9 Cloud Cost Optimization Best Practices

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In recent years, the cloud has become a primary option for IT departments, with many companies moving to public cloud offerings due to their lower operating costs, scalability, and elasticity. Public clouds are typically much more cost-effective than traditional options, but that can create an overspend when there’s no budget for growth or spikes in demand. 

In addition, it’s common for businesses to migrate from one public cloud provider to another as they look for better deals or move workloads from one data center location to another. 

The best way to manage cloud costs over time is to look for ways to optimize costs without sacrificing speed or capability. A careful examination of your use case can help you define optimization opportunities in terms of value rather than cost per se.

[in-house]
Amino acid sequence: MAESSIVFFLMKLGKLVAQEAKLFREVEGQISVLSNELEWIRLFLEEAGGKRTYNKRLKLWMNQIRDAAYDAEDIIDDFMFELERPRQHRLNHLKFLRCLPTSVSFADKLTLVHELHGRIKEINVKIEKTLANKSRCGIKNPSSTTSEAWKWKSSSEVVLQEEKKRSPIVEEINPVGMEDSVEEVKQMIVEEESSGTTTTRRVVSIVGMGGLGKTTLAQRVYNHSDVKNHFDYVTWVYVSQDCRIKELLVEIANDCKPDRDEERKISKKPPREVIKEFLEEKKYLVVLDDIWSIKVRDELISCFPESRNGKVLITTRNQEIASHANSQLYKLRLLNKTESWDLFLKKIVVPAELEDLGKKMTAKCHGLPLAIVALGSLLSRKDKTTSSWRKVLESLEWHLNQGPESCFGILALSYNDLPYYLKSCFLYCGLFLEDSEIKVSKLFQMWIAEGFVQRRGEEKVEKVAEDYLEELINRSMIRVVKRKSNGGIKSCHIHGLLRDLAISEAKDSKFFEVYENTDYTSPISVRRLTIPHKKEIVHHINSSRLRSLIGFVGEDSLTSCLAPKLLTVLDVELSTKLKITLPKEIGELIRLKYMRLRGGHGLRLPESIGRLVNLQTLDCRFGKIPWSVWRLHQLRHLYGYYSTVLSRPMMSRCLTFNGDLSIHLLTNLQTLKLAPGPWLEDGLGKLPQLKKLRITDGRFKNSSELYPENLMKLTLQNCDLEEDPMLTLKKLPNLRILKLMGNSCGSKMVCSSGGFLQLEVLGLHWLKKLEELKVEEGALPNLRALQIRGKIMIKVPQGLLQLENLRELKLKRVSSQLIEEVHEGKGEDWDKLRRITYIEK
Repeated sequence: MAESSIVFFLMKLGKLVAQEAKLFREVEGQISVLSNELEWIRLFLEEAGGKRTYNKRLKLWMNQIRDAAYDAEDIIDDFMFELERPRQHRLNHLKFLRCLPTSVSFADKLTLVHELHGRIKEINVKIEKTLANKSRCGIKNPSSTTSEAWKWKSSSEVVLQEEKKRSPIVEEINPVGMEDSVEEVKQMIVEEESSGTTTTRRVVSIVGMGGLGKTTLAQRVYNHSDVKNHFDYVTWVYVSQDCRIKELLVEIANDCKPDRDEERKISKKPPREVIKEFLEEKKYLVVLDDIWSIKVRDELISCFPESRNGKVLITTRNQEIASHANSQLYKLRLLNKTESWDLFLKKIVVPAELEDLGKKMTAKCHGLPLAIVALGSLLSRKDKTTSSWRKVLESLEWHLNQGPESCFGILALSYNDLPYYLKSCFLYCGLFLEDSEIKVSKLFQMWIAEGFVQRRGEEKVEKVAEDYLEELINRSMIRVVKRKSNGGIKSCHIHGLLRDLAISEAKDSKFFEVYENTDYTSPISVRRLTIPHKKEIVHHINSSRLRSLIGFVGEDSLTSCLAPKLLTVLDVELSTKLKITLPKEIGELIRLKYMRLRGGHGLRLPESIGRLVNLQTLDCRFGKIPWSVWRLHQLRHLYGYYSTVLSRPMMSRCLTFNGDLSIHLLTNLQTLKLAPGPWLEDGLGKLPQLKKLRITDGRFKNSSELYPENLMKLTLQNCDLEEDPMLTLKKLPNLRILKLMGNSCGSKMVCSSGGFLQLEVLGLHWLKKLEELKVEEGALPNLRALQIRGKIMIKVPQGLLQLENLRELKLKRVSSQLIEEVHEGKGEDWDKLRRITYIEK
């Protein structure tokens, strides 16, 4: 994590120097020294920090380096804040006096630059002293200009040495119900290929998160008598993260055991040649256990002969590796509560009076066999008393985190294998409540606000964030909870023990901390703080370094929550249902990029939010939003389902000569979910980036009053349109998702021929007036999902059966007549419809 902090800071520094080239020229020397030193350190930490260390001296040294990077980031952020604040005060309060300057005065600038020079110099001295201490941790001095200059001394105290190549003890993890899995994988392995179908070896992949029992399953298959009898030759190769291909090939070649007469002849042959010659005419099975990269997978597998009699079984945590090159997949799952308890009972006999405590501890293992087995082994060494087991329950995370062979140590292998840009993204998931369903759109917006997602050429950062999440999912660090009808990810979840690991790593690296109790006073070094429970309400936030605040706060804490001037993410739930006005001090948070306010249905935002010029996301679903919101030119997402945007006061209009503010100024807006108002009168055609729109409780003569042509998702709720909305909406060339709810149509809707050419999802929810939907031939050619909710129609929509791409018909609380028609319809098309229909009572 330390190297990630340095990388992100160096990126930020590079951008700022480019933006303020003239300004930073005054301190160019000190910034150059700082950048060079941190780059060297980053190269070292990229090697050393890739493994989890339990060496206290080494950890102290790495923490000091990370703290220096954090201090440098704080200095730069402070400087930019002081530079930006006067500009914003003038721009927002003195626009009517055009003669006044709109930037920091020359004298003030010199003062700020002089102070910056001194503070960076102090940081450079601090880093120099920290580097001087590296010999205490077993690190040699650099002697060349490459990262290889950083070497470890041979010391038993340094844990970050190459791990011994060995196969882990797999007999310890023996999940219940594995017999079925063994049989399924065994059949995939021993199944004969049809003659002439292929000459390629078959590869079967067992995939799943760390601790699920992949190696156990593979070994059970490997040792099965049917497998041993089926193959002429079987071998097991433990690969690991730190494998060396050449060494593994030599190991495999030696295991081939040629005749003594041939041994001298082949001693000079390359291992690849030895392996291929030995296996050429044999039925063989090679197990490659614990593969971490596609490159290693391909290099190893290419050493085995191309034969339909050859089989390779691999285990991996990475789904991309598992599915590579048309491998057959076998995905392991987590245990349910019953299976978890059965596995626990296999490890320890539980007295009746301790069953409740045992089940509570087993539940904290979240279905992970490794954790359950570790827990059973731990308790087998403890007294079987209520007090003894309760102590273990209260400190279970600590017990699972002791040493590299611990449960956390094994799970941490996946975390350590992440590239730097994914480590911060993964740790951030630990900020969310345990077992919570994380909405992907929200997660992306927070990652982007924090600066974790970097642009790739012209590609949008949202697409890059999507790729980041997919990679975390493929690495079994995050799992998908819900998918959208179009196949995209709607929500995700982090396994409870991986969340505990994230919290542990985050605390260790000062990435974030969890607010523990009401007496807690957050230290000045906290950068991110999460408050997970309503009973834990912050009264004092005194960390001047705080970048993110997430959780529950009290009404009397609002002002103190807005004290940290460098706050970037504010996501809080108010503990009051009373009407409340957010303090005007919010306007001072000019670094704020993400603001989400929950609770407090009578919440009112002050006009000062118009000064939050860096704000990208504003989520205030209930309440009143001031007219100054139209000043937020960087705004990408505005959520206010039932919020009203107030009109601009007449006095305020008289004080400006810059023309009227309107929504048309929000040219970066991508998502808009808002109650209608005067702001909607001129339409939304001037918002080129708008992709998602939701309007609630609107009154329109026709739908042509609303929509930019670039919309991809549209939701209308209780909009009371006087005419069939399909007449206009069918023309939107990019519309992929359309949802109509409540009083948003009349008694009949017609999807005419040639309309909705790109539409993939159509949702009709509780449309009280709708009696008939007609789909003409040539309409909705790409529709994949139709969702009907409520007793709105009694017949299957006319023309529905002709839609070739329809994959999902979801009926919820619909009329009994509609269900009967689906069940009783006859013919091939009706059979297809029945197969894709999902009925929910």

Also see: Cloud is Down: Protecting Your Organization against Outages

What Is Cloud Cost Optimization?

Cloud cost optimization is a method used to ensure you are being charged only for what you use. It is a series of strategies and techniques used to ensure that enterprise cloud services costs stay optimal. Cloud service providers typically have price breaks and special offers at different scale levels. 

Optimizing your cloud spend means taking advantage of these offers. You’ll need to know how much you’re spending in total, how much per use, what it costs for additional resources (like storage or computing power), and any discounts available for those resources.